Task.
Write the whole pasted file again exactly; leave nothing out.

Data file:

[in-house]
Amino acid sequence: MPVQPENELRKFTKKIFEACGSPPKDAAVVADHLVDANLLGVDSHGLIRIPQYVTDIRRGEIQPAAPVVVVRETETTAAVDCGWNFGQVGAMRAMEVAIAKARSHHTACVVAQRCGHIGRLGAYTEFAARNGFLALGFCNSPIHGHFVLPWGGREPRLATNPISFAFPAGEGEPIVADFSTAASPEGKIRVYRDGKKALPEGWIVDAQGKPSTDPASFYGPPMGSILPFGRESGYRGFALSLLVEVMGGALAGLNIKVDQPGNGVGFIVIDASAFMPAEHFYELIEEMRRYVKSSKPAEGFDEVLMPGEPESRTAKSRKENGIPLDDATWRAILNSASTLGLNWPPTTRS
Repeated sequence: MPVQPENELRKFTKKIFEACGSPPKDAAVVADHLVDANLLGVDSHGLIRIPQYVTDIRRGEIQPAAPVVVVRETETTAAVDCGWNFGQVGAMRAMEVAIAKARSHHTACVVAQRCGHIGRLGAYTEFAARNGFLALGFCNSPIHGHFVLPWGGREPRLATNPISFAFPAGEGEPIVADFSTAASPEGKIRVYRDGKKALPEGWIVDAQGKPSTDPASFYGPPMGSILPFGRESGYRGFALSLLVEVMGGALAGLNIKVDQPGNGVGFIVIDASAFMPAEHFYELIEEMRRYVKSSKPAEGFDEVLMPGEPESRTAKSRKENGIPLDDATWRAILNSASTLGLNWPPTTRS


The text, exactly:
[in-house]
Amino acid sequence: MPVQPENELRKFTKKIFEACGSPPKDAAVVADHLVDANLLGVDSHGLIRIPQYVTDIRRGEIQPAAPVVVVRETETTAAVDCGWNFGQVGAMRAMEVAIAKARSHHTACVVAQRCGHIGRLGAYTEFAARNGFLALGFCNSPIHGHFVLPWGGREPRLATNPISFAFPAGEGEPIVADFSTAASPEGKIRVYRDGKKALPEGWIVDAQGKPSTDPASFYGPPMGSILPFGRESGYRGFALSLLVEVMGGALAGLNIKVDQPGNGVGFIVIDASAFMPAEHFYELIEEMRRYVKSSKPAEGFDEVLMPGEPESRTAKSRKENGIPLDDATWRAILNSASTLGLNWPPTTRS
Repeated sequence: MPVQPENELRKFTKKIFEACGSPPKDAAVVADHLVDANLLGVDSHGLIRIPQYVTDIRRGEIQPAAPVVVVRETETTAAVDCGWNFGQVGAMRAMEVAIAKARSHHTACVVAQRCGHIGRLGAYTEFAARNGFLALGFCNSPIHGHFVLPWGGREPRLATNPISFAFPAGEGEPIVADFSTAASPEGKIRVYRDGKKALPEGWIVDAQGKPSTDPASFYGPPMGSILPFGRESGYRGFALSLLVEVMGGALAGLNIKVDQPGNGVGFIVIDASAFMPAEHFYELIEEMRRYVKSSKPAEGFDEVLMPGEPESRTAKSRKENGIPLDDATWRAILNSASTLGLNWPPTTRS